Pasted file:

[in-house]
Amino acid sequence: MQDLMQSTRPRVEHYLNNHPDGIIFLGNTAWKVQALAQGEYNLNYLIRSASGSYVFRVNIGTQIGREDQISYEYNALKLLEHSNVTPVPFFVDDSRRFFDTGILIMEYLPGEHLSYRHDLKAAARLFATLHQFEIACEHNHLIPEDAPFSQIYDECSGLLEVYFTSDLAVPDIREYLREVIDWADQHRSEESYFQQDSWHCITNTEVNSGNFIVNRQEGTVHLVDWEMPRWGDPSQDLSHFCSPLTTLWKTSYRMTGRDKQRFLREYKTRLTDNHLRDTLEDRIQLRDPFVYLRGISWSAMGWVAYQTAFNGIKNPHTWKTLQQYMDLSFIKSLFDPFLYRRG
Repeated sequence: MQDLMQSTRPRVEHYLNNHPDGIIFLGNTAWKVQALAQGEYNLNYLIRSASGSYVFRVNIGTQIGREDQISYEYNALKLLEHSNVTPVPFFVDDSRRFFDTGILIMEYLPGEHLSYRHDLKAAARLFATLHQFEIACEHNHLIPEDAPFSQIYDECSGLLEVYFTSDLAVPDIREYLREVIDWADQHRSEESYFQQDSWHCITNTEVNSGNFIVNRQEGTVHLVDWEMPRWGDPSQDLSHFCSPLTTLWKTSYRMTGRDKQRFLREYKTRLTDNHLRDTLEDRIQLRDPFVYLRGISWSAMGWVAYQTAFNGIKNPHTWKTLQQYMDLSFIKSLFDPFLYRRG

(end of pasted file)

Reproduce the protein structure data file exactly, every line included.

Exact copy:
[in-house]
Amino acid sequence: MQDLMQSTRPRVEHYLNNHPDGIIFLGNTAWKVQALAQGEYNLNYLIRSASGSYVFRVNIGTQIGREDQISYEYNALKLLEHSNVTPVPFFVDDSRRFFDTGILIMEYLPGEHLSYRHDLKAAARLFATLHQFEIACEHNHLIPEDAPFSQIYDECSGLLEVYFTSDLAVPDIREYLREVIDWADQHRSEESYFQQDSWHCITNTEVNSGNFIVNRQEGTVHLVDWEMPRWGDPSQDLSHFCSPLTTLWKTSYRMTGRDKQRFLREYKTRLTDNHLRDTLEDRIQLRDPFVYLRGISWSAMGWVAYQTAFNGIKNPHTWKTLQQYMDLSFIKSLFDPFLYRRG
Repeated sequence: MQDLMQSTRPRVEHYLNNHPDGIIFLGNTAWKVQALAQGEYNLNYLIRSASGSYVFRVNIGTQIGREDQISYEYNALKLLEHSNVTPVPFFVDDSRRFFDTGILIMEYLPGEHLSYRHDLKAAARLFATLHQFEIACEHNHLIPEDAPFSQIYDECSGLLEVYFTSDLAVPDIREYLREVIDWADQHRSEESYFQQDSWHCITNTEVNSGNFIVNRQEGTVHLVDWEMPRWGDPSQDLSHFCSPLTTLWKTSYRMTGRDKQRFLREYKTRLTDNHLRDTLEDRIQLRDPFVYLRGISWSAMGWVAYQTAFNGIKNPHTWKTLQQYMDLSFIKSLFDPFLYRRG